Top Dog Toxins
Chocolate contains theobromine and caffeine, which are both classified as methylxanthines. These compounds can cause hyperactivity, increased heart rate, tremors, and potentially death. The more bitter the chocolate, the more toxic it is. Bakers and dark chocolate are the most toxic, and milk chocolate can be dangerous if ingested in large amounts.
Xylitol, a sugar substitute common in sugar-free chewing gum and many other products, can cause life-threatening hypoglycemia and liver damage in dogs.
Non-steroidal anti-inflammatory drugs like Advil, Motrin and Aleve, can cause GI ulcers and kidney failure.
4. Over-the-counter cough, cold and allergy medications
Many of these preparations contain acetaminophen (a painkiller) and pseudoephedrine or phenylephrine (decongestants) and are highly toxic.
Rat and mouse poison can contain inactive ingredients that are attractive to dogs. Aside from eating the poison itself, dogs can also become sick from eating a rodent that has ingested poison. Exposure to rat and mouse poison can cause bleeding, seizures and kidney damage.
6. Grapes and raisins
These foods, even in small amounts, can cause kidney failure in dogs.
7. Insect bait stations
The danger here is primarily bowel obstruction when a dog swallows the plastic shell that contains the bait.
8. Prescription ADD/ADHD drugs
These drugs are amphetamines that can cause tremors, heart problems, seizures and death in pets.
9. Glucosamine joint supplements
These supplements are often flavored to appeal to dogs. Overdoses usually produce nothing more dangerous than diarrhea, but in rare cases, liver failure can result.
10. Oxygen absorbents and silica gel packs
Oxygen absorbents are found in packages of pet treats, beef jerky, and other consumables, and they contain iron that can cause iron poisoning in dogs. Silica gel packs are the small white packs found in new shoes, purses and backpacks.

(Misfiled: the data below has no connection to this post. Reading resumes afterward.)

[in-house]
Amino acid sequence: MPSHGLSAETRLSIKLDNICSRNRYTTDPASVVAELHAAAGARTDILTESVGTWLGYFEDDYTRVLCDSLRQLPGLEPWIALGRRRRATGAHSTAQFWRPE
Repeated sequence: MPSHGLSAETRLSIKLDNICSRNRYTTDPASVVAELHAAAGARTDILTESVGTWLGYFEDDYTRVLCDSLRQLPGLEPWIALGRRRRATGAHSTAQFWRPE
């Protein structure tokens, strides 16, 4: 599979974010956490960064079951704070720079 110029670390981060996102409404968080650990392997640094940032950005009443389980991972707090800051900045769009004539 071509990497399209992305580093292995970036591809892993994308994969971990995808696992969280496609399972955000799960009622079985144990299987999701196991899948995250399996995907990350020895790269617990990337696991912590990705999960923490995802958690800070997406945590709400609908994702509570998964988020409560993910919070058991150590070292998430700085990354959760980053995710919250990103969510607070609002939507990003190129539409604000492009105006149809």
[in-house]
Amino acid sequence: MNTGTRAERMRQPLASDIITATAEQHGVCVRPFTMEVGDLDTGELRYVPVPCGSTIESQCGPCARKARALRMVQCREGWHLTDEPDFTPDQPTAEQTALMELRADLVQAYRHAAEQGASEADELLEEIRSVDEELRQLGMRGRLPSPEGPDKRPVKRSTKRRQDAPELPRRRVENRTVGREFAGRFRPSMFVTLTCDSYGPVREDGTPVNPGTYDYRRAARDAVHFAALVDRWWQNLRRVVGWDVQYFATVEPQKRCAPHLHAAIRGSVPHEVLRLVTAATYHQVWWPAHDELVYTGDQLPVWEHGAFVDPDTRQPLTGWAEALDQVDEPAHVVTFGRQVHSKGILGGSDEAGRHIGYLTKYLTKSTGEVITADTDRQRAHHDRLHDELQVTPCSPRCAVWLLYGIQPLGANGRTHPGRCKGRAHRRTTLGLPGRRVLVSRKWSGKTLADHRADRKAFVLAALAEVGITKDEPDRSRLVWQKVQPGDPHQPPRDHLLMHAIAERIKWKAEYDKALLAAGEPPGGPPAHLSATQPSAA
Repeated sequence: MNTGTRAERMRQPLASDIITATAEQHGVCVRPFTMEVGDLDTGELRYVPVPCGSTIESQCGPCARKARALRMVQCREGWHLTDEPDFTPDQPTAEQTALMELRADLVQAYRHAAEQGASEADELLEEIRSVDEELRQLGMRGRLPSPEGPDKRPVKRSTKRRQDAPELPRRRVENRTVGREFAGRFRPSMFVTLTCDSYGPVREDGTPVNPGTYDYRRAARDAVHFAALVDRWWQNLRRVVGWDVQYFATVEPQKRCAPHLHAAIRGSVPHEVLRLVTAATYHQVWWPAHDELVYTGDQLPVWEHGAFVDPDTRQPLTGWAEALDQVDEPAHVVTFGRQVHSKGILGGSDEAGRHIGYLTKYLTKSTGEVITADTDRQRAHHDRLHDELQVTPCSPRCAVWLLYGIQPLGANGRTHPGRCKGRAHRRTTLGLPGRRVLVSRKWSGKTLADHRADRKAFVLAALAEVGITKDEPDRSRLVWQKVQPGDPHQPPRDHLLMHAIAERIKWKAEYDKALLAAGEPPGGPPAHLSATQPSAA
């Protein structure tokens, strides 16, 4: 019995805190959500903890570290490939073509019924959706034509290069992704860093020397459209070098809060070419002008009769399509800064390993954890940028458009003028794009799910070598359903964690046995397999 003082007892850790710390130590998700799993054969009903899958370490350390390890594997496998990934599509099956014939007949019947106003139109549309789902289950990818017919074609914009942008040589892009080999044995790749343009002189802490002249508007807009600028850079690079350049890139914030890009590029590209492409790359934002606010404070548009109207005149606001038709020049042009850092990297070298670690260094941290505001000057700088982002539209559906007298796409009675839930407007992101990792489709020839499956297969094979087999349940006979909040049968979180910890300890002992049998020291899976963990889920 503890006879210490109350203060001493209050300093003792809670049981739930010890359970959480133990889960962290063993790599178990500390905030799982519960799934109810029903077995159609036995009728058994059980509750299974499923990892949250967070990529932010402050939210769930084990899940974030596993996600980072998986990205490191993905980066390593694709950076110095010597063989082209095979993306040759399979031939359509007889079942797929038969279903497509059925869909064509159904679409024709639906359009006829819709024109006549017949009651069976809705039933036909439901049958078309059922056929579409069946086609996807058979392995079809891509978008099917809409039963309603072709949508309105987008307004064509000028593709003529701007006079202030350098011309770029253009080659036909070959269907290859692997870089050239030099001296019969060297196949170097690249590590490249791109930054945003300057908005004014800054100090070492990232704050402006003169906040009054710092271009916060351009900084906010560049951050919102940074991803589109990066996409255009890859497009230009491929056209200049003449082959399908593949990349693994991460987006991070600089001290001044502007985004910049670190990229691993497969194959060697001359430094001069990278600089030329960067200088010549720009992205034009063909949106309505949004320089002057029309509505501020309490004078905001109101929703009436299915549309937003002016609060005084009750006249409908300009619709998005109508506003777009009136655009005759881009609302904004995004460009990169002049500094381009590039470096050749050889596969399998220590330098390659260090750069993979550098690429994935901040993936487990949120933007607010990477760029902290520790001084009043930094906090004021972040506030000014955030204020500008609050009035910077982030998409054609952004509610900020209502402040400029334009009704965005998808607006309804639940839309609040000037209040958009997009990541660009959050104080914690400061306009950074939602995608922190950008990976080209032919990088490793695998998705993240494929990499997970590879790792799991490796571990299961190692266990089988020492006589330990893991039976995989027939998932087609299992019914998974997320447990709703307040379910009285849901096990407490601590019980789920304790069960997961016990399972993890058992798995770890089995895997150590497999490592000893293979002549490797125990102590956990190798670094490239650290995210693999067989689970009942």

11. Glow sticks and glow jewelry:
These irresistible “toys” contain a chemical called dibutyl phthalate. When it contacts the mouth, pain and excessive foaming occurs, but the signs quickly resolve when the cat eats food or drinks water.
Plants in the Lilium species, such as Easter, tiger, and Asiatic lilies, cause kidney failure in cats. All cat owners need to be made aware of these highly toxic plants, say Pet Poison Helpline experts.
Cymbalta and Effexor topped Pet Poison Helpline’s antidepressant list in 2013. Cats seem strangely drawn to these medications, which can cause severe feline neurologic and cardiac effects on ingestion.
14. Plants containing insoluble calcium oxalate crystals:
Common houseplants such as peace lilies, philodendron and pothos can cause oral and upper GI irritation, foaming at the mouth and inflammation when ingested, but severe symptoms are uncommon.
15. Prescription ADD/ADHD medications:
These drugs have the same toxic effects in cats as in dogs.
16. Household cleaners:
Most general-purpose cleaners (Windex, 409) are fairly safe, but concentrated products such as toilet bowl or drain cleaners can cause chemical burns.
17. Flea and tick spot-on products for dogs:
Those that are pyrethroid-based (Zodiac, K9 Advantix, Sergeant’s) cause tremors and seizures and can be deadly to cats.
18. Over-the-counter cough, cold and allergy medications:
Those that contain acetaminophen are particularly toxic to cats, as they damage red blood cells and cause liver failure.
Keep your fur babies safe!
Here are a few helplines/websites for your convenience...
Pet Poison Helpline: WEBSITE
24/7 Animal Poison Control Center
The APCC experts are on call 24 hours a day, 365 days a year. If you think that your pet may have ingested a potentially poisonous substance, make the call that can make all the difference: (888) 426-4435.
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